In order to cover deficits, Temple’s Office of University Housing and Residential Life will most likely need to raise room and board rates.
Ken Kaiser, Temple’s chief financial officer and treasurer, recently told The Temple News by email that future room and board rate increases were likely.
“I do not think Housing will be able to generate enough alternative revenue to eliminate the need for rate increases for the foreseeable future,” Kaiser wrote in the email last week.
The office faces a projected deficit of more than $2 million for Fiscal Year 2015 and will receive more than quadruple the university funds to support it, in the form of subvention, than it received in Fiscal Year 2014, amounting to nearly $1.3 million.
In a February meeting of the trustees’ Student Affairs and Campus Life and Diversity committees, the trustees approved increases of about four percent to room and board rates after viewing the housing office’s budget and realizing it needed more revenue.
Kaiser said at the meeting that the new rates were “being held to the lowest possible levels” except for “very strategic increases based on demand.”
He told the trustees the goal is to “make housing profitable by 2018.” According to the conclusion to the proposed budget, this can be achieved by “controlling expenses while implementing new efficiencies and diversifying revenues.”
At the February meeting, now-former trustee John Campolongo asked Associate Vice President for Student Affairs Michael Scales what other revenue could be brought in to forestall future room and board increases.
Scales mentioned the newly built Morgan Hall and said he was hopeful it could draw revenue from hosting conferences and other events.
“It is one of our objectives to grow revenue as much as possible,” Scales said in a phone interview last week. “We will wean ourselves off [of university subvention].”
Scales said Temple’s most successful conference venture is with Teach for America, for which visitors stay in 1300 residence hall or Temple Towers.
“Morgan isn’t defining our conference programs,” Scales said. “It just added to it.”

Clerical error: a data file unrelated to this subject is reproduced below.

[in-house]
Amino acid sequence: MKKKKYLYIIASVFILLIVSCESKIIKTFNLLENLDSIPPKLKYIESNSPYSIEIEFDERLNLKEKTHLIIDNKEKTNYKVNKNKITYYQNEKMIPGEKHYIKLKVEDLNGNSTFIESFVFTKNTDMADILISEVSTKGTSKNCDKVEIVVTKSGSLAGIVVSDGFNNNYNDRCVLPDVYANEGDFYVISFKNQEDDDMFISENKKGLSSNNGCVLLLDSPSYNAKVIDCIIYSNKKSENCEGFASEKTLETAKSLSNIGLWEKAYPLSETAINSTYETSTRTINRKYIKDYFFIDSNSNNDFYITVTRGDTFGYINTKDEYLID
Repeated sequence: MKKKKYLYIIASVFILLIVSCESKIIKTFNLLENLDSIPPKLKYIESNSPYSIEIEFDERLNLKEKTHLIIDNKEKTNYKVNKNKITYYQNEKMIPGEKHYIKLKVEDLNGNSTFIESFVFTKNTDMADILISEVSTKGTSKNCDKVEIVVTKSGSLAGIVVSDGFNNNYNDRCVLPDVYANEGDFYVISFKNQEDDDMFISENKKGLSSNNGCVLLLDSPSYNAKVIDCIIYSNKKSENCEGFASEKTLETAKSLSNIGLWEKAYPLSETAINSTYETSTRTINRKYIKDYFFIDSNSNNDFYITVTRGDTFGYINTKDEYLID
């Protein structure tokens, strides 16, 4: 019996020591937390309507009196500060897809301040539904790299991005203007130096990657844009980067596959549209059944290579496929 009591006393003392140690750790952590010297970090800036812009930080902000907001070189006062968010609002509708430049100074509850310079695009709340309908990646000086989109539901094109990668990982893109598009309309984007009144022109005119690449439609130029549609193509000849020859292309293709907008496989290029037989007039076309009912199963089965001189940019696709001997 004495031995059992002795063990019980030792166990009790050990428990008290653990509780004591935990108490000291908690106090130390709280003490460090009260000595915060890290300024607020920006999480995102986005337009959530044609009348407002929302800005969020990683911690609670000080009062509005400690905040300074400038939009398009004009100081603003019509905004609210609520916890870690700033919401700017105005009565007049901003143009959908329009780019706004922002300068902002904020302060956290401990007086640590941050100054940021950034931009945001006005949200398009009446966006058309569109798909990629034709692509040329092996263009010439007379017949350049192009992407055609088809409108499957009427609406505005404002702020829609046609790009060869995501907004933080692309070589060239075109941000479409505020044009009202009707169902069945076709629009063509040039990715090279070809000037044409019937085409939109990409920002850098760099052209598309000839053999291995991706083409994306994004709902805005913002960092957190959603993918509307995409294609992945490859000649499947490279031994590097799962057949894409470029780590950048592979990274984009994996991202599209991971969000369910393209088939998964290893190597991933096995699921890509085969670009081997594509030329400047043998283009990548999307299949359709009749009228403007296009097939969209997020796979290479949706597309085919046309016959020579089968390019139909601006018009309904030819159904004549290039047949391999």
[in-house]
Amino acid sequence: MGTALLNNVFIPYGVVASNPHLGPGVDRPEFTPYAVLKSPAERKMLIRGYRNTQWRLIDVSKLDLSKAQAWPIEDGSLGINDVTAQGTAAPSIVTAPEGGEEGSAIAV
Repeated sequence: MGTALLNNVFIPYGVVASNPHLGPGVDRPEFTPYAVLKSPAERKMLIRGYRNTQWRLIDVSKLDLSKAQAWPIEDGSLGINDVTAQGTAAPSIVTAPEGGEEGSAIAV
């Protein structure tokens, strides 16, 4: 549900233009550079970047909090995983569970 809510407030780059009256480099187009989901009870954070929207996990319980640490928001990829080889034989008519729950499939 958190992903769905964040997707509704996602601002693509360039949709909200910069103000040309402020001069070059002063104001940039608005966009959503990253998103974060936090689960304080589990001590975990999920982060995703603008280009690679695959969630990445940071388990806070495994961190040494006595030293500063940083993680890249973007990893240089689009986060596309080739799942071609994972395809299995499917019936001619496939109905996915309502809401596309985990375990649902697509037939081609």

Morgan Hall, he said, could generate more interest in higher-end conferences, but that market was still developing. There is hope that visitors to Philadelphia will look at Temple as a “good alternative” to Center City hotels, Scales added.
“Say there’s a group that wants to come to Philadelphia for a conference and doesn’t want to pay $200 a night,” Scales said. “They could come stay with us for $60 a night.”
The building’s 27th floor boasts a view of Center City and has hosted trustees meetings and luncheons honoring notable alumni. Scales declined to reveal plans for utilizing that space, but he said the most popular space in Morgan was on the third floor of the dining complex.
Conference revenue is listed as “other income” on the housing budget and amounted to $1.6 million for the office in Fiscal Year 2014. The February projections listed $1.8 million in conference revenue for Fiscal Year 2015.
Kaiser said the conference revenue would not be enough to prevent a future increase, but noted that “ some schools that do generate a significant amount of income from conferences.”
Under Temple’s decentralized budget plan, arms of the university are responsible for their own revenues and expenses. Some offices, like housing, receive university subvention, or money from the central body of the university to help cover expenses.
Offices must also pay their share of costs incurred by the central body of the university. The last fiscal year, the housing office paid $2.5 million in sharing central costs, but this fiscal year’s share of central costs will be about $4 million.
Joe Brandt cant be reached at email@example.com and on twitter @JBrandt_TU.
Hilarious! Life long Academics working for “Student Affairs” treating student housing facilities as if they were 4 star hotels! $60 a night? Does he even know what it cost to operate a facility? Especially when those facilities are run by kids and maintained by unmanageable union maintenance workers collecting millions in unnecessary overtime!